New Roots for Green Business
Mushrooms Grown on Coffee Waste Inspire Innovation and Cooperation
As the world economy increasingly collides with the limits of linear, “cradle-to-grave” production, more eyes are turning towards resource synergies, upcycling, and improved efficiencies to relieve some economic pressure and get more value with less waste.
Photo by David Joyce
Take coffee. For every pound of coffee beans harvested (of which there were 17 billion in 2010, according to the International Coffee Organization), four pounds of pulp must be collected, and it is generally considered a waste product that is left in heaps to rot. But some companies, such as Equator Coffees & Teas and Thanksgiving Coffee, are supporting efforts to train farmers in Zimbabwe and Tanzania how to use coffee pulp as a substrate for growing oyster mushrooms. As a double bonus, growing mushrooms in it turns the coffee pulp into an excellent animal feed, and sends the nutrients along to become rich manure, and meat and dairy products. These innovations are helping rural villagers (especially women, whom most of the programs focus on) to diversify their income, establish food sovereignty, and cut back on agricultural waste.
Now let’s tune in to the California version. Mushrooms can also be grown in used coffee grounds, which coffee shops throw away in great quantity, and when a business ethics professor at Berkeley mentioned this fact two students started experimenting. Alexandro Velez and Nikhil Arora grew their first crop of oyster mushrooms in a five-gallon bucket in a frat house kitchen, and before long they had eschewed their offers from a consulting firm and an investment bank, and founded Back to the Roots Ventures. Their company now collects 10 tons per week of used coffee grounds from Peet’s Coffee locations in the Bay Area, inoculates the stuff with pearl oyster mushroom mycelium, and sells it packaged as grow-your-own-mushroom kits. Whole Foods now carries them in stores nationwide, and the kits are also available online.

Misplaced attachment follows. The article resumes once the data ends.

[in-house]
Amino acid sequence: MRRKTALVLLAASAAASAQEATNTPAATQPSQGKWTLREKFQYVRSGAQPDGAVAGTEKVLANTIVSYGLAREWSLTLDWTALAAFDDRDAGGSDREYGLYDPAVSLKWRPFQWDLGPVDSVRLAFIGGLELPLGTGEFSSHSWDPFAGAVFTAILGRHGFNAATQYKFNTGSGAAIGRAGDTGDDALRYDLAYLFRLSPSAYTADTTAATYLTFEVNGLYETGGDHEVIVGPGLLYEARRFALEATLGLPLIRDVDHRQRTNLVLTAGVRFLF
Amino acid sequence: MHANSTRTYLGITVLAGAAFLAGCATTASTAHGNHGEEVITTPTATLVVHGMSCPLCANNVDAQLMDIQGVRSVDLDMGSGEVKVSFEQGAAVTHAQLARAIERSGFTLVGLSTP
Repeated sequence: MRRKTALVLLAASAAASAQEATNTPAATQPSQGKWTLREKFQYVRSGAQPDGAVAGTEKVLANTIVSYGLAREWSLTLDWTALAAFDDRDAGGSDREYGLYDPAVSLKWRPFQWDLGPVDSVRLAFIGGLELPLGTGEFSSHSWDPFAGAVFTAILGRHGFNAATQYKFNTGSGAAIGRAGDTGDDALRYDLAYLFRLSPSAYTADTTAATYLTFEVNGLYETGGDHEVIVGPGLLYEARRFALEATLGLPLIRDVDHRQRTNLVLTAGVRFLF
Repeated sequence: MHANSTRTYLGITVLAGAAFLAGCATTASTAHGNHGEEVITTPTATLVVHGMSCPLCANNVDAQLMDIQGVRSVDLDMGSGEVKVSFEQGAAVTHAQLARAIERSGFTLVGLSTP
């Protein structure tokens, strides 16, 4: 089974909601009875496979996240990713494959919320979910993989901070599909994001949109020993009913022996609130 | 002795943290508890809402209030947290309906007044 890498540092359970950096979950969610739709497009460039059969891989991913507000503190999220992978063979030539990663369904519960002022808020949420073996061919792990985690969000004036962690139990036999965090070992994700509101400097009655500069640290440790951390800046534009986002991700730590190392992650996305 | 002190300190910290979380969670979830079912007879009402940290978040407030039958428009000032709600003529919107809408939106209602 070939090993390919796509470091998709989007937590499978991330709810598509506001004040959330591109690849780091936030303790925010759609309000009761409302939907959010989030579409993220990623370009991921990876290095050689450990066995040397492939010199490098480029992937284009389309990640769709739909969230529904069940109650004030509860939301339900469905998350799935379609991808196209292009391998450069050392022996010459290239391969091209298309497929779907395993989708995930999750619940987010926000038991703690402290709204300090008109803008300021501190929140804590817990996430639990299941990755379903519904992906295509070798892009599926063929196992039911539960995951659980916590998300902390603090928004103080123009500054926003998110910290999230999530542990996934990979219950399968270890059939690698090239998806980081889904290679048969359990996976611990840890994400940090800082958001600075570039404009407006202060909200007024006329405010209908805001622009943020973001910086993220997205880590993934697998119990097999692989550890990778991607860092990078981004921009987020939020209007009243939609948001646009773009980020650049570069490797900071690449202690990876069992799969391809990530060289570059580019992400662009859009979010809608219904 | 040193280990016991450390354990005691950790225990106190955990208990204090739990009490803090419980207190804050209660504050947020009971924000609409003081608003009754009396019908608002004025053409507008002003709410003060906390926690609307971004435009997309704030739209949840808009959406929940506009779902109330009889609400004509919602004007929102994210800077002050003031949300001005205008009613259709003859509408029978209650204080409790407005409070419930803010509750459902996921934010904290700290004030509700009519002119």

Photo courtesy Back to Roots Ventures
When I had Nikhil on the phone, he excitedly rattled off other ways that his company is looking to capture value from the waste stream. They are now experimenting with used hops from a brewery, and soy castings from a tofu company. They snag pallets from loading docks and use them to build display shelves for their products. When they grow mushrooms in bulk, they re-sell the used mushroom substrate as a premium soil amendment – notice a pattern here?. Many of these innovations create win-win exchanges: Peet's actually pays Back to the Roots to haul away their coffee grounds, and puts a coffee coupon in each mushroom-growing kit to ensure the cycle continues. “We were taught that you must constantly innovate, in order to maximize your own value,” says Alex in a TEDx talk. “But what we've learned through Back to the Roots, is that you have to constantly innovate to maximize your partner’s value… This is business 3.0.”